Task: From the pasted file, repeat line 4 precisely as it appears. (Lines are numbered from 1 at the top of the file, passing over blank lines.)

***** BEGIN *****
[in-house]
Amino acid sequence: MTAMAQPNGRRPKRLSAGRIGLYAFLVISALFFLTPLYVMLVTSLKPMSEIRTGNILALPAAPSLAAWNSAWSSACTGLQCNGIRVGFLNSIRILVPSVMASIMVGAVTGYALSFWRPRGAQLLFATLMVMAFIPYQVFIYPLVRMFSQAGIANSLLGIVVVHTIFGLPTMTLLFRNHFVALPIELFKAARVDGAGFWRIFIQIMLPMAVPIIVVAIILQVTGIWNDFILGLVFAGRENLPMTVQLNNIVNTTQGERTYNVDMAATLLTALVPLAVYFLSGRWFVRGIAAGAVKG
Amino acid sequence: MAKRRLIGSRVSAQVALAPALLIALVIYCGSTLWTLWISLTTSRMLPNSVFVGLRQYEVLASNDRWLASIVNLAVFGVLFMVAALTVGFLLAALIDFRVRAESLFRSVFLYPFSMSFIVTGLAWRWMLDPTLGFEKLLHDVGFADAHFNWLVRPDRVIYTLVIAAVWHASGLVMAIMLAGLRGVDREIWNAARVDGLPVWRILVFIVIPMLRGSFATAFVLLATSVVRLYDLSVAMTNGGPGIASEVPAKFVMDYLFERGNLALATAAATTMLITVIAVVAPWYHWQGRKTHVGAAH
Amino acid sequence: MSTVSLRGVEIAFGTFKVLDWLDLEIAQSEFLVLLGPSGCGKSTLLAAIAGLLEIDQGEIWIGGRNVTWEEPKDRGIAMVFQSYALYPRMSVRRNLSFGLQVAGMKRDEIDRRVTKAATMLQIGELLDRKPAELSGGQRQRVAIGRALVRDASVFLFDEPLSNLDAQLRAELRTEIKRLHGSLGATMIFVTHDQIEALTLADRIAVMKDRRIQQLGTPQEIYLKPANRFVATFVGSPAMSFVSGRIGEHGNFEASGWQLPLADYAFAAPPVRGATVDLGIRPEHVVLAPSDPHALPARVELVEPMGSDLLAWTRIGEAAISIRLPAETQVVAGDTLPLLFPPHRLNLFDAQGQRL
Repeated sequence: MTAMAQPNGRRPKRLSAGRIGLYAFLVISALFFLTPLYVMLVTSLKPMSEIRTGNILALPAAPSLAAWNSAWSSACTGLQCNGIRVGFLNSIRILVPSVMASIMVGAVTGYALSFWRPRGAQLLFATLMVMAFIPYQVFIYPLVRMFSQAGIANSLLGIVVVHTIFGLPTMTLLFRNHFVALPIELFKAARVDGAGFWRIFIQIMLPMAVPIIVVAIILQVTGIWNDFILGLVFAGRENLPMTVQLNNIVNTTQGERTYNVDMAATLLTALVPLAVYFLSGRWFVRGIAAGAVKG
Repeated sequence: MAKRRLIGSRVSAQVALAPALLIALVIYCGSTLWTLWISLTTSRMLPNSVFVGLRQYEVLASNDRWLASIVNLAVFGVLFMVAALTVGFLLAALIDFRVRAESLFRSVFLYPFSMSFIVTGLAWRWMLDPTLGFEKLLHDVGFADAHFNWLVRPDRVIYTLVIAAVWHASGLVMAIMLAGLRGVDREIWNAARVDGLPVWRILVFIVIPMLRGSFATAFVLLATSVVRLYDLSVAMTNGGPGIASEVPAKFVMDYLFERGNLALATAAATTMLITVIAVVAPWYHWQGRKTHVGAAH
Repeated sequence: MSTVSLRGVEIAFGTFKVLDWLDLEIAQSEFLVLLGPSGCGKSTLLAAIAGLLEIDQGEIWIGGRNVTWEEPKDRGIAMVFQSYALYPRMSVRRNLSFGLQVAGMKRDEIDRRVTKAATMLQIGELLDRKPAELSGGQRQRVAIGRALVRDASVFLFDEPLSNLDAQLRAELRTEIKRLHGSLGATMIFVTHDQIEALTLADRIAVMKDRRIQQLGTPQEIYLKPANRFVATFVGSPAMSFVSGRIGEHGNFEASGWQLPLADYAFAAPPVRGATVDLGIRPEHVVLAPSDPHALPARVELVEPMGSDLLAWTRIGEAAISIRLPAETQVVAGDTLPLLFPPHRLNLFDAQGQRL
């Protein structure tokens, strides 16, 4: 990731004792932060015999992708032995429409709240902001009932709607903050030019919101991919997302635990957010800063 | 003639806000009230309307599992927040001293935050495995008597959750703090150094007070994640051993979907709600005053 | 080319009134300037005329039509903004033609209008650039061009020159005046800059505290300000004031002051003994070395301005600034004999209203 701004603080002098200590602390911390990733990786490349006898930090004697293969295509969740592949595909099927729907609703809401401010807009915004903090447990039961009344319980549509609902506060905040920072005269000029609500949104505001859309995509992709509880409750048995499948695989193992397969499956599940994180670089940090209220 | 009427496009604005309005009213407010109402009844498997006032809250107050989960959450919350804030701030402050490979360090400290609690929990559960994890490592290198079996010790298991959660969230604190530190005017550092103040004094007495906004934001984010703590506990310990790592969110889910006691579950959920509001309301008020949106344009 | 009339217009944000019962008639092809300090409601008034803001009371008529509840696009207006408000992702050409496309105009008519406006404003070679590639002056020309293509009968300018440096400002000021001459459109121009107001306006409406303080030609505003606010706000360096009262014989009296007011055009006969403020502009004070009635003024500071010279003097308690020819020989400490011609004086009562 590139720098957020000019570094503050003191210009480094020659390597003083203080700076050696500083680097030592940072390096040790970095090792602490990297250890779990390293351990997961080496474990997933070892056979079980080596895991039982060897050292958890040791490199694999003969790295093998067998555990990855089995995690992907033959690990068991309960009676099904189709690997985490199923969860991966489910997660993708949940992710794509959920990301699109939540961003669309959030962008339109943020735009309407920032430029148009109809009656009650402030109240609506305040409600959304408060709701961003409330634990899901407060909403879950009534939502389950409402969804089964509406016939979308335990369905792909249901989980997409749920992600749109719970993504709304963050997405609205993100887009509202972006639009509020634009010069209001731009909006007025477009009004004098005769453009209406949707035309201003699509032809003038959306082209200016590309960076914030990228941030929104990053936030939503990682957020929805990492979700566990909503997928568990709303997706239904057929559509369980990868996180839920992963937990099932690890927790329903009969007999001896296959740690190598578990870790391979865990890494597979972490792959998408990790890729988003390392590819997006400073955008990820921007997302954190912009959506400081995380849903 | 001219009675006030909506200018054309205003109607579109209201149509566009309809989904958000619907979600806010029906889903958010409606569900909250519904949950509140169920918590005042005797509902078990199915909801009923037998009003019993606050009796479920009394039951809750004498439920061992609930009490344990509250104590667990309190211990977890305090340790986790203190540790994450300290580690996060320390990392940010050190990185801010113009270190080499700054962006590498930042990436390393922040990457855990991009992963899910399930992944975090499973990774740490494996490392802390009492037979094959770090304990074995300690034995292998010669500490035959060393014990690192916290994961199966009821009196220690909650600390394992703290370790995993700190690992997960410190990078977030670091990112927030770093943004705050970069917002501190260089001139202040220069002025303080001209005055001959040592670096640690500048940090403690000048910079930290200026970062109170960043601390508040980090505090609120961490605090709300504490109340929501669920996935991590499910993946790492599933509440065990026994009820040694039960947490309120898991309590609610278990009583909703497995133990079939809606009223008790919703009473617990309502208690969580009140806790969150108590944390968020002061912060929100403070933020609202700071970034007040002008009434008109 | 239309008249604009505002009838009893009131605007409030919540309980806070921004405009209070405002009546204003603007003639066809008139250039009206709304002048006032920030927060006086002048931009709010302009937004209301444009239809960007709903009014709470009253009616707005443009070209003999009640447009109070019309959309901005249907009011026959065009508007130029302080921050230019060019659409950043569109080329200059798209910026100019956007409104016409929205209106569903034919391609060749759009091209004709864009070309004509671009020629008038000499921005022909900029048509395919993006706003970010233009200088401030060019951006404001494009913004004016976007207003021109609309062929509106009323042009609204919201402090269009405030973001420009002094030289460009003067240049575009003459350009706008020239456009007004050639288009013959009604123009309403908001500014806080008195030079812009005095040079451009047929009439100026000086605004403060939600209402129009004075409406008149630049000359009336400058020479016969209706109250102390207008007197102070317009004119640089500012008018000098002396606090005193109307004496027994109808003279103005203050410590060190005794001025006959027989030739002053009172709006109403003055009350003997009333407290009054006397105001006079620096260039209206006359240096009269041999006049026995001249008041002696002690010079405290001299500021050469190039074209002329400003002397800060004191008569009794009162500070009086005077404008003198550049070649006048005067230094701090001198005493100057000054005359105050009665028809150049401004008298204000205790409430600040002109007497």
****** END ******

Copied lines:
Amino acid sequence: MSTVSLRGVEIAFGTFKVLDWLDLEIAQSEFLVLLGPSGCGKSTLLAAIAGLLEIDQGEIWIGGRNVTWEEPKDRGIAMVFQSYALYPRMSVRRNLSFGLQVAGMKRDEIDRRVTKAATMLQIGELLDRKPAELSGGQRQRVAIGRALVRDASVFLFDEPLSNLDAQLRAELRTEIKRLHGSLGATMIFVTHDQIEALTLADRIAVMKDRRIQQLGTPQEIYLKPANRFVATFVGSPAMSFVSGRIGEHGNFEASGWQLPLADYAFAAPPVRGATVDLGIRPEHVVLAPSDPHALPARVELVEPMGSDLLAWTRIGEAAISIRLPAETQVVAGDTLPLLFPPHRLNLFDAQGQRL